You Can (Obviously) Prove A Negative

Everyone knows this is true. For one, there are several obvious negative statements that pretty much everyone knows are true and can easily prove (“George W. Bush is not the President,” “Red is not the same color as blue,” “Carlos Mencia is not funny,” etc.). On a less mundane level, whether a statement is positive or negative is a matter of how it is constructed—every positive statement (p) can be restated as a negative (~ ~ p).

And yet you will still hear people—smart people—resort to the obvious fallacy that you cannot prove a negative. Most commonly, you hear it in discussions of atheism. I’m sure even I have resorted to such a claim in my defenses of atheism. Even the brilliant Daniel Dennett erroneously invoked it here to explain why he couldn’t disprove God:

“You can’t prove a negative… I think it was Bertrand Russell who once said that he couldn’t prove that there was not a teapot orbiting Mars. So he’s a teapot agnostic. I’m a teapot agnostic with regard to God, too. I can’t prove that God doesn’t exist.” Continue reading

In Defense of Atheism….Again

As some readers may remember, I am a committed and proud atheist (despite some apparent controversy on the point). So when someone attacks atheism, as James Wood does in the most recent issue of The New Yorker, I feel obligated to defend it.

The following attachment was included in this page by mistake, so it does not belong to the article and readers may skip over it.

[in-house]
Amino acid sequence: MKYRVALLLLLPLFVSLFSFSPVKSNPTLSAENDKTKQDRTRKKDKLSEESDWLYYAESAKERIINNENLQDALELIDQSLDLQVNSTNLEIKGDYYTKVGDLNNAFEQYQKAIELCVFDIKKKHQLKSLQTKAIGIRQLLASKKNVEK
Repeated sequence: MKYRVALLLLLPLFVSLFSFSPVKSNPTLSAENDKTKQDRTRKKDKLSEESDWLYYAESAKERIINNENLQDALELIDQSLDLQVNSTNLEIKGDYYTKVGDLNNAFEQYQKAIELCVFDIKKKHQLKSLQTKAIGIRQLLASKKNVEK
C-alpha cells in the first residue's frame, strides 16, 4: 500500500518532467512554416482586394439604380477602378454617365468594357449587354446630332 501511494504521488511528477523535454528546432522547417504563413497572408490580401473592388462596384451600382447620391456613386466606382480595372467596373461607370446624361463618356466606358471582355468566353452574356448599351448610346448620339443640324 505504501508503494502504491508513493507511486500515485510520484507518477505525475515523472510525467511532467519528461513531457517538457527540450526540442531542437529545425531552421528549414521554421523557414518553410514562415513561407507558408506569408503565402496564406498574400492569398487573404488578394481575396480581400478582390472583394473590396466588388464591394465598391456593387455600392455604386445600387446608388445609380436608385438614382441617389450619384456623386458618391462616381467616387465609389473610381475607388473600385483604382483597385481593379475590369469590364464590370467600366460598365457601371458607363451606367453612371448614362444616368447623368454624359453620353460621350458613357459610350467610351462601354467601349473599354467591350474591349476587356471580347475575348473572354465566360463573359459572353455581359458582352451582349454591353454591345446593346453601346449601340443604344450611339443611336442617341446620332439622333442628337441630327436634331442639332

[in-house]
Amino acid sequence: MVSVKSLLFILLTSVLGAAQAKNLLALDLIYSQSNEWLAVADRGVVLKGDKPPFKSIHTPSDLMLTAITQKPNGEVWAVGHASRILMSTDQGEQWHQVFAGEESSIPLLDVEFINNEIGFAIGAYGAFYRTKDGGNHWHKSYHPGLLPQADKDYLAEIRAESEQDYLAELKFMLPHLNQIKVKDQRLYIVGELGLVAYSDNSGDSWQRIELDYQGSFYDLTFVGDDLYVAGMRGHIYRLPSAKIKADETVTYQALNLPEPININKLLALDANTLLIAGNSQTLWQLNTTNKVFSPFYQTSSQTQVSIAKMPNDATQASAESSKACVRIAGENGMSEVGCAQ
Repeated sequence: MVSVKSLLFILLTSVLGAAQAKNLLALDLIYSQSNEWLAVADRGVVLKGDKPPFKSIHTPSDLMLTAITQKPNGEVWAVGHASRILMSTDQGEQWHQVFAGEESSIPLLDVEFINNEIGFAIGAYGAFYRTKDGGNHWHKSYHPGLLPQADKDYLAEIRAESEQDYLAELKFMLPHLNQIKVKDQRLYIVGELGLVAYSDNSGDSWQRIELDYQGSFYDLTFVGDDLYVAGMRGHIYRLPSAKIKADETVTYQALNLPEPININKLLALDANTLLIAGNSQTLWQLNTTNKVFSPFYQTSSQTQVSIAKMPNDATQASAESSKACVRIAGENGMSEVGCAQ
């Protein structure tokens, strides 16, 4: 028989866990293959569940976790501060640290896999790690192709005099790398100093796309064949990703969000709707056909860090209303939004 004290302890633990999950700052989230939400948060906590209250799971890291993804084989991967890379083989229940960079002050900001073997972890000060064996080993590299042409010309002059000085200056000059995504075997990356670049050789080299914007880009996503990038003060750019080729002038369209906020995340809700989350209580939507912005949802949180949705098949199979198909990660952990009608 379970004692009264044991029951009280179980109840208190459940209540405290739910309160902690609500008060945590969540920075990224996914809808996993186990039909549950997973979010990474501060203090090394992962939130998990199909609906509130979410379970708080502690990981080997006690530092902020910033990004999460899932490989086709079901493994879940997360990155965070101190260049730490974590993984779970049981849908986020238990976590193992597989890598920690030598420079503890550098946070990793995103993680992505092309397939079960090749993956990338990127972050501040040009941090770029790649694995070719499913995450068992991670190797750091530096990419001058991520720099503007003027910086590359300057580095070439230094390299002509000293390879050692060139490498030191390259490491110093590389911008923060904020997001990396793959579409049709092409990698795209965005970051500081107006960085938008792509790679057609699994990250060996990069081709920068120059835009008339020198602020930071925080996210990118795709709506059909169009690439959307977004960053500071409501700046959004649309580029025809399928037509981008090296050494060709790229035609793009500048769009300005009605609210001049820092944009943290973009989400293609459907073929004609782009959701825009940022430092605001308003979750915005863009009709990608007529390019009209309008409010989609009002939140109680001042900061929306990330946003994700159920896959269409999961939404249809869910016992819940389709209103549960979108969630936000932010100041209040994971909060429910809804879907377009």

The occasion for Wood’s criticisms is the publication of Terry Eagleton’s new book, Reason, Faith and Revolution: Reflections of the God Debate. Eagleton is one of the most respected theists currently writing about the subject of theology, but his new book will probably convert about as many people as The God Delusion or God is Not Great: not many.

Books like this have a tendency to appeal only to the side already in agreement, and Wood seems to think Eagleton’s will do the same. Wood offers a pretty sound criticism of Eagleton’s arguments in his review, and even professes a lack of formal belief on his own part.

But Wood—who from the little I’ve read of him seems like a brilliant critic with whom I disagree about almost everything—has many of the same problems with “new atheism” that Eagleton has. Continue reading

I Think My Logic Is Beyond Reproach

First off, John, thanks for pointing out that you’re kind of a contrarian. Based on your posts earlier this week that attacked typical American villains in Atticus Finch and checks and balances, I was afraid you were going too mainstream. I was waiting for your next post: “How To Strangle Puppies.”*

*With special co-blogger… that’s too easy.